Wednesday, February 20, 2013

Golden Tethers

Φ,  also known as the golden ratio, is one of my favorite numbers. It is (sqrt(5) + 1) / 2, approximately 1.618. I've done many paintings and drawings using this number. Here are a couple:

 Two images from my coloring books

The number occurs naturally in designs having a 5 fold symmetry but it also turns up in unexpected places. I was happy to find it when I was playing with orbital tethers.

Vertical Tethers vs Space Elevators


Gravity gradient stabilized vertical tethers are smaller cousins of a full blown space elevator. Jerome Pearson has developed equations giving a space elevator's dimensions and taper ratio.

Some of Pearson's terms:

r0 planet's radius
g0 planet's surface gravity
rs radius of planet's synchronous orbit

For looking at vertical tethers I use P. K. Aravind's equations which I believe are based on Pearson's work. But I substitute the above terms with rf for r0,  gf for g0, and  rc for rs.

Tether Foot
The term rf refers to distance from planet center to tether foot. Imagine a planet the same mass of earth but with a larger radius, rf. Then rf and r0 become the same. Same with surface gravity, gravity at the tether foot would be the same as surface gravity of a planet with radius rf.

Tether Center
The term rc is the distance from planet center to radius at which a natural circular orbit would have the same angular velocity as the tether we're looking. I call this the tether center.  Misnamed since the length above the "center" is greater than the length below, but I can't think of a better word. Again, we can imagine a planet whose angular velocity is the same as our tether's, so rc would become  rs.

Tether Top
The term rt can remain the same. The tether top applies to a vertical tether just as much as it does to a space elevator. The length above the tether center must balance the length below.

Tether Size

I would like to make the tether as small as possible. Smaller size makes for less materials that have to be launched to space. A shorter length makes for greater throughput, less stress allowing less exotic tether materials and smaller taper ratios, and a smaller cross section thus reducing vulnerability to debris impacts.

The tether should be as low as possible. A lower rc makes for a higher angular velocity and a better Oberth benefit.

How low a tether foot can descend is limited by height of atmosphere. We want the foot above the atmosphere as drag would pull the tether down. So  rf is one of the first quantities considered in my tether spreadsheet.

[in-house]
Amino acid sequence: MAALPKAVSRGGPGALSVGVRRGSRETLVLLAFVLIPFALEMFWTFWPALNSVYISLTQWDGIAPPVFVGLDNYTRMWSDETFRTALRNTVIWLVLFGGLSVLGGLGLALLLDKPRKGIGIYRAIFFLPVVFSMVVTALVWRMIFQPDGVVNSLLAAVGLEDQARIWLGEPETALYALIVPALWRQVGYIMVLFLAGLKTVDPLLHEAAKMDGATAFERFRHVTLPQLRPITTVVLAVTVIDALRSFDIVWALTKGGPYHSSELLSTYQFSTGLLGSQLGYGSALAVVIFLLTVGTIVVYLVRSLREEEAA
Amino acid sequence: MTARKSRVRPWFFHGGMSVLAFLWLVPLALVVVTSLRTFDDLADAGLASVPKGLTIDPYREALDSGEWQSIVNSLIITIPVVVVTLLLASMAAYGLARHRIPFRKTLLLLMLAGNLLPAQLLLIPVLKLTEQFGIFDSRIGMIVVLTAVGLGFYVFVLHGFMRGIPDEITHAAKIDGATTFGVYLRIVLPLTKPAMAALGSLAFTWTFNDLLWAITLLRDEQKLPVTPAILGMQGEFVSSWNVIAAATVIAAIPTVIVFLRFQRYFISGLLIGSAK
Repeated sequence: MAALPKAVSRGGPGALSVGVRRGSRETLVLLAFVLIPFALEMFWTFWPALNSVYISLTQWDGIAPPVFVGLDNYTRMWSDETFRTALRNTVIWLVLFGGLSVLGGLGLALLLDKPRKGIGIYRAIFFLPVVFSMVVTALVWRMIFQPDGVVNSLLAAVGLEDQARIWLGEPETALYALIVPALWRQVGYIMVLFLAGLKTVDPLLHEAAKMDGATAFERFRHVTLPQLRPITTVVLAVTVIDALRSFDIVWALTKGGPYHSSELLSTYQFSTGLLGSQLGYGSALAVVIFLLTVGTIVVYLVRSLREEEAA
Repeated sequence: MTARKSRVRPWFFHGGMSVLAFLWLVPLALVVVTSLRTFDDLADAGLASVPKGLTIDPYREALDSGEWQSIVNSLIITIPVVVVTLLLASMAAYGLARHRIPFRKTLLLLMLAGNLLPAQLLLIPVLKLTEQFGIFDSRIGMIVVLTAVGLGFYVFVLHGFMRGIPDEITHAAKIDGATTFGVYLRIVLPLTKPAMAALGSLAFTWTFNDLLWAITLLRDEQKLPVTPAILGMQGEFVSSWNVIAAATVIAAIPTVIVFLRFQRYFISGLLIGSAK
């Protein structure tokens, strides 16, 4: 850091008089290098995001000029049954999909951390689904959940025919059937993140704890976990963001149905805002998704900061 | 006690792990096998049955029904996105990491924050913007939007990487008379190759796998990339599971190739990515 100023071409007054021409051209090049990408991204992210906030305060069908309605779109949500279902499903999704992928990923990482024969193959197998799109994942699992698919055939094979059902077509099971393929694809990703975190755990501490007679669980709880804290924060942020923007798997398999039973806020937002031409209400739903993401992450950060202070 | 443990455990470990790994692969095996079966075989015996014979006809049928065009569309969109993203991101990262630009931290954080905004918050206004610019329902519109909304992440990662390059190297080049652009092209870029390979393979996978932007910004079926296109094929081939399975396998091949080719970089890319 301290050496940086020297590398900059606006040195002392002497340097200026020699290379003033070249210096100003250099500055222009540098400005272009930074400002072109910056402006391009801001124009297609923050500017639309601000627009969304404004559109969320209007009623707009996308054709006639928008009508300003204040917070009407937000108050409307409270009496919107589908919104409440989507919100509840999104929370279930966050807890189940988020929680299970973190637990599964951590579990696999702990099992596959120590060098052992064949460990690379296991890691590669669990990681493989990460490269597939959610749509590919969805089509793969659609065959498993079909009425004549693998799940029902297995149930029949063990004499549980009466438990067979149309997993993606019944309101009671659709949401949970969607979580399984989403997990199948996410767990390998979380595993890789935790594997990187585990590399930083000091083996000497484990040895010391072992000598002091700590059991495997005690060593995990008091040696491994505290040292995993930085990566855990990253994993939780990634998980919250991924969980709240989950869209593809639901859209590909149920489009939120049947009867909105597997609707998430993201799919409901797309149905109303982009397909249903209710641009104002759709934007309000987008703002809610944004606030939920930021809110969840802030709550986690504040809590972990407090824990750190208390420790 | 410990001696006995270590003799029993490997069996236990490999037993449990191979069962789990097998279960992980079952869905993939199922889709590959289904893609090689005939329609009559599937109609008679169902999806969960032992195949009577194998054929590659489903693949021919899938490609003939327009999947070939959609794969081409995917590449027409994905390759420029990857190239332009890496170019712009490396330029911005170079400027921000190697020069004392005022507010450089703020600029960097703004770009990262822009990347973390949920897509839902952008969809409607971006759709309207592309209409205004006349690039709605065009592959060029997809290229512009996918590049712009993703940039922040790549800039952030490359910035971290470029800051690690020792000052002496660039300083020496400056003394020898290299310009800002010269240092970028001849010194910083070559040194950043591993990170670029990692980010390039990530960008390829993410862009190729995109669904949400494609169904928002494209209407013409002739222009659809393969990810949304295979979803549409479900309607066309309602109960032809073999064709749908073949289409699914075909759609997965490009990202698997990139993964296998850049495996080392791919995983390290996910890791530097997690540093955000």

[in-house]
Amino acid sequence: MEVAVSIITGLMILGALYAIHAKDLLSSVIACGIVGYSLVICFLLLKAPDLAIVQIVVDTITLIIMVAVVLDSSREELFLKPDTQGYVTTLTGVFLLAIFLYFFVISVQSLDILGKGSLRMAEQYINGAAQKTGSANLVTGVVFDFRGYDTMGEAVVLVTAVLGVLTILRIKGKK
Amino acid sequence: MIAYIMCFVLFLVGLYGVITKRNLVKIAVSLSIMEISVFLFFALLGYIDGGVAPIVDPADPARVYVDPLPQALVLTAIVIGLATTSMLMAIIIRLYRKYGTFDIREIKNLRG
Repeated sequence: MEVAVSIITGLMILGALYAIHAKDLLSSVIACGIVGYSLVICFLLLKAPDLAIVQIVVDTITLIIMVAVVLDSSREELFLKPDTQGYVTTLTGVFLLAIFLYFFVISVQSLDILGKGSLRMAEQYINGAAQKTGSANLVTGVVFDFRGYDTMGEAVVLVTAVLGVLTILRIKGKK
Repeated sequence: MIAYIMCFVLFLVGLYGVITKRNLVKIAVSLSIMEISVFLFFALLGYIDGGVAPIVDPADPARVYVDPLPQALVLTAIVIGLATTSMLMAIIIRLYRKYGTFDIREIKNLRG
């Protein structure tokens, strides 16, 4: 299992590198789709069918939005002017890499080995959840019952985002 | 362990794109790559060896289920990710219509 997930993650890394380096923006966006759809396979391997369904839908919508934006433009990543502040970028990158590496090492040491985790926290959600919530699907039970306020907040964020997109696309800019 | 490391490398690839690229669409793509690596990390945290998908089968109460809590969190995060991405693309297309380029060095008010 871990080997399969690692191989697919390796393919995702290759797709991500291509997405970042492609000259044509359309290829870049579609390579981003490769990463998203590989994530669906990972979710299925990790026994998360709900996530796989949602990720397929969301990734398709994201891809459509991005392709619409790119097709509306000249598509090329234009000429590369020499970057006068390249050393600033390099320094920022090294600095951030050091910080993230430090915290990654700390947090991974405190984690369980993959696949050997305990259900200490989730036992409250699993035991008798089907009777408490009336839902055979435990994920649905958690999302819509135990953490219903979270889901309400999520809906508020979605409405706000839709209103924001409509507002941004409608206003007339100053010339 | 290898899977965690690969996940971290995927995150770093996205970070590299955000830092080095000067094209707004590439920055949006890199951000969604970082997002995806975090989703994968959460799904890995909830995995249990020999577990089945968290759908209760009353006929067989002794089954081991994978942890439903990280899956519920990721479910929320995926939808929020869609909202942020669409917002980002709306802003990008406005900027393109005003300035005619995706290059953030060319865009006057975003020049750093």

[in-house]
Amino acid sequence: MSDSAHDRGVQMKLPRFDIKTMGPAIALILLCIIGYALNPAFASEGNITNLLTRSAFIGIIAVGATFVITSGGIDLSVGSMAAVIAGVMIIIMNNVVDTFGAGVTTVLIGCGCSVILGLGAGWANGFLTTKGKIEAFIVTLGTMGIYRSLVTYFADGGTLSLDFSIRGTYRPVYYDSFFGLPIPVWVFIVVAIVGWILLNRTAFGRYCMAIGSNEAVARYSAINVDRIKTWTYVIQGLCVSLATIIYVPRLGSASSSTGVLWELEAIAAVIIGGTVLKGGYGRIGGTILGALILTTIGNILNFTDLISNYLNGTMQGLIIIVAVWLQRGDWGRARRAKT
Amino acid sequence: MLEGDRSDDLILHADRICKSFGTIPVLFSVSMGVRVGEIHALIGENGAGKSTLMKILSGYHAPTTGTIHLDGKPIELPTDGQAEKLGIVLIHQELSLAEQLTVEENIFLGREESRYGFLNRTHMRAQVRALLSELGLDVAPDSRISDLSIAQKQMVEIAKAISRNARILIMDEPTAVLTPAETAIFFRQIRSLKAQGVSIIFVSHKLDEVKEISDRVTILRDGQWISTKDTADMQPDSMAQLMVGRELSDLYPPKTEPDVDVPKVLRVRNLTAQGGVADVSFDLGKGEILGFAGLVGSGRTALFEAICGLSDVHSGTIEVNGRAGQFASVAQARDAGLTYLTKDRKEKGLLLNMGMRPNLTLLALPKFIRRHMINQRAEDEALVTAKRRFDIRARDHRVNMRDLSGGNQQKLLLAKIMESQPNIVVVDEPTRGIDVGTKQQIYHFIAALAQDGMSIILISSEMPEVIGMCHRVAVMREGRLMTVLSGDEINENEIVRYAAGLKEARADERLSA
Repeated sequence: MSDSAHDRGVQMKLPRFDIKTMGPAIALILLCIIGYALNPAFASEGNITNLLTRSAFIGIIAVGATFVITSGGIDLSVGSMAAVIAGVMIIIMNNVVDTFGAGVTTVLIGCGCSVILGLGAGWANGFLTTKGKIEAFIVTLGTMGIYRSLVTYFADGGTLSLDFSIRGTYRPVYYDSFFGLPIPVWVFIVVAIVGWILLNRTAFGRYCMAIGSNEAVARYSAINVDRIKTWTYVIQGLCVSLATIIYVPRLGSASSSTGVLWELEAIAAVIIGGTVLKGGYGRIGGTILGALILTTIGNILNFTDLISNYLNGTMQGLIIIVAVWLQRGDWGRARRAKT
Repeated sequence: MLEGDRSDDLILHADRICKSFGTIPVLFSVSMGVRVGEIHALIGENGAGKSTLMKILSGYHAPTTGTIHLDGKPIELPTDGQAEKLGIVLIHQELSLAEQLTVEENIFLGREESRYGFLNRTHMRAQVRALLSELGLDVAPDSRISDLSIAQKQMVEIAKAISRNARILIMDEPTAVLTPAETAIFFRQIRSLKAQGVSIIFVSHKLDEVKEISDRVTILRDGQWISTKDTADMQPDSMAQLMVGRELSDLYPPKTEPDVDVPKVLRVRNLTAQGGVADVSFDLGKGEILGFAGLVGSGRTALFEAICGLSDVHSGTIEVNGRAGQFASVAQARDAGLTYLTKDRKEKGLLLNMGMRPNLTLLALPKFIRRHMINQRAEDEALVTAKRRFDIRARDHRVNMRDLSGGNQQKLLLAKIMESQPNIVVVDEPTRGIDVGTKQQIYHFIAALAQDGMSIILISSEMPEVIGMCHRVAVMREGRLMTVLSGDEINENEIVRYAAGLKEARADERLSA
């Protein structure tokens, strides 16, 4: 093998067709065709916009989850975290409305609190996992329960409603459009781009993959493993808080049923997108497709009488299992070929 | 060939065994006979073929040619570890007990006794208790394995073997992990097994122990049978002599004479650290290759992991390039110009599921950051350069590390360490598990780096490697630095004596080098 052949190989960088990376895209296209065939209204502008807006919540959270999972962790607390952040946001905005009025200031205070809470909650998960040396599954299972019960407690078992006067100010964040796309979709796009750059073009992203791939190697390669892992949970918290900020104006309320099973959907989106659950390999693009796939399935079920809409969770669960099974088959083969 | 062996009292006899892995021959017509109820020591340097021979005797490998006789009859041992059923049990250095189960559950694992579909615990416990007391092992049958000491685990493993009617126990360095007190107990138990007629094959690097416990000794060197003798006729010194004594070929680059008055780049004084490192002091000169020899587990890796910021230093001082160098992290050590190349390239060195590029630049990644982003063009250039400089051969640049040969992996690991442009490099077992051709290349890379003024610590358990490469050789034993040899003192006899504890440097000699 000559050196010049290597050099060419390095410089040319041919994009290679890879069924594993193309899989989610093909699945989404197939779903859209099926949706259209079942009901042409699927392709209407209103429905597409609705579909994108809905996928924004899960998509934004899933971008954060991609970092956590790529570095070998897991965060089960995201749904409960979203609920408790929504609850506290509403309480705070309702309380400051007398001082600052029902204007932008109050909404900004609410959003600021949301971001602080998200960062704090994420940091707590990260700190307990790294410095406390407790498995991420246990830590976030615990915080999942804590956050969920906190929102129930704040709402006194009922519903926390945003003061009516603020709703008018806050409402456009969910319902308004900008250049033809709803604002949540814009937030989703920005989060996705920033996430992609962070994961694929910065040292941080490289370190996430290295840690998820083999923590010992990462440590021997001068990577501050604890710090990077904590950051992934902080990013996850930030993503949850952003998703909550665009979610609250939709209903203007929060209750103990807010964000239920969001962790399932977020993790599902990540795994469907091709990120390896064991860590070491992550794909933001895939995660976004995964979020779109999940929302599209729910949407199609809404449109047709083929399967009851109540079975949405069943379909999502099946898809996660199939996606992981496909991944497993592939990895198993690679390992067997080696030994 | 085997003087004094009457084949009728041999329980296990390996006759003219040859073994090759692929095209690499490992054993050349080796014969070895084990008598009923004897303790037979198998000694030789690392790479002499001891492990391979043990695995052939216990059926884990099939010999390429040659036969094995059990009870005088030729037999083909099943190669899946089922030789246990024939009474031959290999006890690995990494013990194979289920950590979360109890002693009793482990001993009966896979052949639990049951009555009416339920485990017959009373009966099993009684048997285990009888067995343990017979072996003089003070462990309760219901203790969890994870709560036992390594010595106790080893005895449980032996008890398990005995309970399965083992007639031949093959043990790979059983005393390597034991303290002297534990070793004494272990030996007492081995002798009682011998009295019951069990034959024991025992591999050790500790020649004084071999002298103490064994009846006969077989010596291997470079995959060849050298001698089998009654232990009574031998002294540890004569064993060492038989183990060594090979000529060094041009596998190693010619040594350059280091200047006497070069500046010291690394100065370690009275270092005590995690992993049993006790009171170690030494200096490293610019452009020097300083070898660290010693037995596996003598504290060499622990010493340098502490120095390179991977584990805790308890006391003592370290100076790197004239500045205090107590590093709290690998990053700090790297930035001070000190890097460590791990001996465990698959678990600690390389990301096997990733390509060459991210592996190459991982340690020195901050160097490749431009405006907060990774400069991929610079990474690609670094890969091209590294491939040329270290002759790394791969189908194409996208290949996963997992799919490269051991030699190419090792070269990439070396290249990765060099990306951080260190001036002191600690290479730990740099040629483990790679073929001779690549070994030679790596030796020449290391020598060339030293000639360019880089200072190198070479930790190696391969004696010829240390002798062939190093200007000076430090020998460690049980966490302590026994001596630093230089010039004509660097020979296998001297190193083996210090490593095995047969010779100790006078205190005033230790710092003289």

How high to make rt? If releasing a payload from tether top sends the payload on a parabolic trajectory, we can choose any apoapsis by releasing from tether locations between rt  and rc.

Releasing a payload from a point (1+e)1/3 rc will send the payload on conic section trajectory having eccentricity e. The eccentricity of a parabola is 1. So an rt  = 21/3 rc would give us a tether able to deliver payloads to any apoapsis.

Adapting P. K. Aravind's equation (5) from his The physics of the space elevator we have

(rf / 2) * [sqrt(1 + 8(rc/rf)3) - 1] = rt

Recalling we want rt to send payloads on a parabolic path...

(rf / 2) * [sqrt(1 + 8(rc/rf)3) - 1] = 21/3 rc

Setting our units rc = 1 ...

(rf / 2) * [sqrt(1 + 8/(rf3)) - 1] = 21/3

Which comes to the suprising and pleasing result...

rt  = Φ rf

Where Φ is the golden mean, the number I was talking about at the beginning of this blog post.

The velocity of the golden tether's foot is about 68.7% the velocity of a normal circular orbit at rf .

Golden Earth Tether.
The top red orbit is a parabola.
The foot is 300 km above earth's surface. It's moving about 4.8 km/s wrt earth's equator.
Using Kevlar, taper ratio is about 5.1. Tether length is about 4130 km.

Golden Moon Tether.
The top red orbit is a parabola.
The foot is 80 km above moon's surface. It's moving about 1.13 km/s wrt moon's surface.
Using Kevlar, taper ratio is about 1.1. Tether length is about 1125 km.

The tether doesn't have to be golden. Longer tethers would be able to send payloads on hyperbolic orbits (e > 1), useful if interplanetary Hohmann transfers are desired. Shorter tethers would be limited to elliptical orbits (e < 1), but this could still be useful. This spreadsheet allows the user to set eccentricity of exit orbit as well as body's mass and radius. You can also set the altitude of tether foot.





2 comments:

Justin Flynn said...

Great blogs! I've enjoyed reading them...

Hollister David said...

Thanks!